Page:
“Ok I am in my 70s”

“I was born in the South of England”

Good start.

I like music”

“My best friend is called Keith and he also likes music”

“I have another friend called David who I often share clothes with”

Not sure where this is going.

“I joined a band with my friend Keith”

“We played our first concert in 1962”

This sounds a bit like Mick Jagger.

“Well it is Jagger”

No you can’t use him, it’s supposed to be made up.

“Oh, Ok.”

“I am middle aged and I am a lecturer”

This sounds more like it.

“My father is very religious”

“I am an archaeologist”

“I’m scared of snakes and I am also an adventurer”

By any chance does he go looking for the Holy Grail.

“Yes, how did you know?”

Because its Indiana Jones. You can’t use him.

“Why he’s made up”

You just can’t use him, make one up about a child not a famous adventurer.

“Alright can I be an 8 year old boy”

Yes much better

“I am a bit cheeky”

“I live with a large family with many kids. I have a really annoying older brother and uncle”

“I am always getting shouted at”

This will make an excellent biography.

“Every Christmas my family go on holiday but they always forget me, so I am home alone”

Deep sigh…. Fine you win, you can be Kevin….

Cheesy Music.

I came across this story this morning

https://consequenceofsound.net/2019/02/rock-and-roll-themed-cheeses/

Aldi is going to sell some limited edition music themed cheeses.

Sweet Cheddar of Mine – Guns N’ Roses

Pour some Gouda on me – Def Leppard

Wake me up before you Goat Goat – Wham

Thank you Aldi I should be focusing on a payroll spreadsheet and now all I can see is cheesy song titles.

Let it Brie

Go your own whey

For whom the baby bell tolls

I Stilton haven’t found what I’m looking for

Brie quick or Brie dead

Smoked Gouda on the Water

American Cheese Pie

Abbots Gold Rush

Another ADL Brick Cheese in the Wall

Jumping Chilli Jack Flash

Chocolate Stout Cheddar Symphony

Halloumi of the Mountain King

The healing properties of Thunder

Attending a rock concert is always guaranteed to lift our spirits. Last night due to a bit of rubbish ticket booking from Dad we were due to see Ozzy in Newcastle and Thunder in York. An unfortunate case of OzzyFlu sorted out the clash. So off we went on a wet cold night to see Thunder and Dan Reed. We bravely faced the infamous York car parks and the massed hordes of relentless parking enforcement officers.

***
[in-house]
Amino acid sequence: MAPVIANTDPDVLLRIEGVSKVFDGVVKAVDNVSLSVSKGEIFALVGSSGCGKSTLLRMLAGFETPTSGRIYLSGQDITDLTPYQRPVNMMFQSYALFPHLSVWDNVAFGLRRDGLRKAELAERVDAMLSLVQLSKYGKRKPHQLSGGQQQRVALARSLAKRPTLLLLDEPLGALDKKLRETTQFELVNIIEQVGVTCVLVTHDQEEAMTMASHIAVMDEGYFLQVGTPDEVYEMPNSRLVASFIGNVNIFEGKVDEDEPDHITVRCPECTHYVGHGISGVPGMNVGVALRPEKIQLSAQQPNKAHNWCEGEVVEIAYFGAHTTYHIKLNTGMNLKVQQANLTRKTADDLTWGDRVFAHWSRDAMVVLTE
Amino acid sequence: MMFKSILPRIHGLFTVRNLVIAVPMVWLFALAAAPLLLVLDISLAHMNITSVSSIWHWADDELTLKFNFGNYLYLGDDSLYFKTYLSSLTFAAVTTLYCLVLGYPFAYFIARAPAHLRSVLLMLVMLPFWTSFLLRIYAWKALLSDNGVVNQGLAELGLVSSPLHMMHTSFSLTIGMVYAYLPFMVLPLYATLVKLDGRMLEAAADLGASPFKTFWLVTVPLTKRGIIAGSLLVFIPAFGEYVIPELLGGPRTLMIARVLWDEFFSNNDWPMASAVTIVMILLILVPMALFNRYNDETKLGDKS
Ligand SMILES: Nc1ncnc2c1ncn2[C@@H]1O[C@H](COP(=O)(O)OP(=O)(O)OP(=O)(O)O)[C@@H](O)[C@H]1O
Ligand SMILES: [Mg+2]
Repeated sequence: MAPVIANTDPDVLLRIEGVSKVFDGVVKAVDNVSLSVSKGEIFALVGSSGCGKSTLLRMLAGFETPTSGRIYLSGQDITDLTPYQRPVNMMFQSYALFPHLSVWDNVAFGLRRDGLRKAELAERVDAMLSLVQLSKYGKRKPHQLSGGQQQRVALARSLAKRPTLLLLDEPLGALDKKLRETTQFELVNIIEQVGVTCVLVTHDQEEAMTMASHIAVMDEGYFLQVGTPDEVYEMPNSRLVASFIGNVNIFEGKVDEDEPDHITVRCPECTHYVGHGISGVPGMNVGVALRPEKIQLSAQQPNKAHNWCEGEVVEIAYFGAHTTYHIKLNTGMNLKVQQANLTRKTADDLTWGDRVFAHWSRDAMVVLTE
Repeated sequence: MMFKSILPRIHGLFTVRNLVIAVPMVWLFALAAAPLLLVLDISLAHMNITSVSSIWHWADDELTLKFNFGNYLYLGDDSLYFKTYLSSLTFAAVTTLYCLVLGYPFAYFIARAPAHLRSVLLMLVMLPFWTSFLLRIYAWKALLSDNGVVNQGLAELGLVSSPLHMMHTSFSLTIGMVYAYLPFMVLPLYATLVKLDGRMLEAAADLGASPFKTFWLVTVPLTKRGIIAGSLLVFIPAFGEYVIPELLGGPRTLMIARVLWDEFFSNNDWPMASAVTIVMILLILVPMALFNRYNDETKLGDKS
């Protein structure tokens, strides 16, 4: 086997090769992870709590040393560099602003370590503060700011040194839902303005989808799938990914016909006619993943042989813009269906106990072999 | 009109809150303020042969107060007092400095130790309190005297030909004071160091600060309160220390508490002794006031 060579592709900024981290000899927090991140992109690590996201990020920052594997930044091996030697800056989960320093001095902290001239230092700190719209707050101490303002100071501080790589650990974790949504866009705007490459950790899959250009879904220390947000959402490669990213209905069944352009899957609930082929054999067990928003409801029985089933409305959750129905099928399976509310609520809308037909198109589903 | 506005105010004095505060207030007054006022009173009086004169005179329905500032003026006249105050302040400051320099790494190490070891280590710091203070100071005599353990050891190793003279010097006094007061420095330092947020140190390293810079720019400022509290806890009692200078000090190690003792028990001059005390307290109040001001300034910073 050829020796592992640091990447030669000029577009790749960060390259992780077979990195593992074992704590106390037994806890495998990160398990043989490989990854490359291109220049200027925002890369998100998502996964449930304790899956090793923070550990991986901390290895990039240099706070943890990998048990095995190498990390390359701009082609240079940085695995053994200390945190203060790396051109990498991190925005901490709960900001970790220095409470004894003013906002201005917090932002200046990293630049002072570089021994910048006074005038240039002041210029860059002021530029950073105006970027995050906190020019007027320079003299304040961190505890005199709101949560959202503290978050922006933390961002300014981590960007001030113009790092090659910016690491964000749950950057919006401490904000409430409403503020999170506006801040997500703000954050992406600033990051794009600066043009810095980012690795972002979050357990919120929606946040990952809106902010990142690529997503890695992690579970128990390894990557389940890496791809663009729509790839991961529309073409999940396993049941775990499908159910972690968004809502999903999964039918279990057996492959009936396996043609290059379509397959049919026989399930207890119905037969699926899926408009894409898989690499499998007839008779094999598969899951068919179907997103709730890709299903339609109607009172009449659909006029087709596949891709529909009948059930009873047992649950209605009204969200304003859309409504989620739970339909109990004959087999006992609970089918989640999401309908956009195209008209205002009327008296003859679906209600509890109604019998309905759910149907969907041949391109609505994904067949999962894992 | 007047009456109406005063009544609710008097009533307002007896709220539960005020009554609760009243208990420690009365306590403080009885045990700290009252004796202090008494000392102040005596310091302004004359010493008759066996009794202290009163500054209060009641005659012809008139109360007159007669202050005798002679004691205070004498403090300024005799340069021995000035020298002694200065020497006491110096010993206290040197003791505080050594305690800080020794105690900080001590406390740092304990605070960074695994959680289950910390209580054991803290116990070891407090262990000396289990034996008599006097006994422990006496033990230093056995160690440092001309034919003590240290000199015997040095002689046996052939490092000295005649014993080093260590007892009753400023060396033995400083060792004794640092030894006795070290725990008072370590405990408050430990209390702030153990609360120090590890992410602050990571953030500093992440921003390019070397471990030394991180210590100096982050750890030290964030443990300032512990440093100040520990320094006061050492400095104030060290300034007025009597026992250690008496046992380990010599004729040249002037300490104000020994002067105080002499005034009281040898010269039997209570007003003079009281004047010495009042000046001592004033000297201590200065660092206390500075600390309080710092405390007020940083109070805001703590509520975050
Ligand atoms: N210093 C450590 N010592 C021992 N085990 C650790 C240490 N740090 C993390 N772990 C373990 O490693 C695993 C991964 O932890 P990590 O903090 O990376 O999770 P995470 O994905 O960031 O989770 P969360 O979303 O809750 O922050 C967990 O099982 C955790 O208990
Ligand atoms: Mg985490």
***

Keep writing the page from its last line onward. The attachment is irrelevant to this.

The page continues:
We both needed a lift and yet again rock delivered. It was different. Rather than crashing guitars we had an unplugged acoustic night. The wonderful Dan Reed and the epic legends, Thunder. Both brilliant. York Barbican is one of the few rock venues where they still come round offering mini ice cream tubs. Something rather decadent about sitting at a rock concert eating strawberry ice cream.

You are always learning and last night was no exception. Dan Reed played a tribute to Ronnie James Doo. He played Dio’s old classic, Holy Diver. I had always thought Holy Diver referred to a fictional decent into Hell. But Dan came up with another narrative. His take was that a Holy Diver is someone who goes on a quest around the world. The quest takes so long and takes on so many different pathways that on their return they have forgotten the original defining purpose of the quest. Sadly this seems to happen to often…….

What works

Anxiety, sadness and fear. Three words which unfortunately are too often near the top of our household vocabulary. Along with fart, burnt food, turn the music UP, where’s the remote, sorry I forgot and Dad you Muppet.So what have we found that actually works for both of us. Here are some of the winners.

5,4,3,2,1

We have found that this technique is really good at taking the edge off panic attacks. It doesn’t work on any underlying problems but buys some time. At the first sign of increased anxiety:

Think of 5 things you can currently see,

Think of 4 things you can currently hear,

Think of 3 things you can currently touch,

Think of 2 things you can currently smell,

Now do 1 large breath.

The Sweetie Jar Oracle

If our son is going through a period viewing the world through unhappy filters we start the Sweetie Jar Oracle. Find a large clear jar and a bag of brightly coloured sweets. Not sure about the rest of the world but in the U.K. smarties, fruit pastilles or Skittles work well. Sort out say the red and yellow sweets. Then identify one of the colours as good and the other as bad. Then over a period of a few days, maybe a week start to fill the jar with the appropriate coloured sweet every time a good or bad thing happens. After a few days hopefully you will see more good sweets than bad sweets. This usually convinces our son that although bad things do happen, good stuff happens more frequently. You can then eat the sweets….

Good Memories Store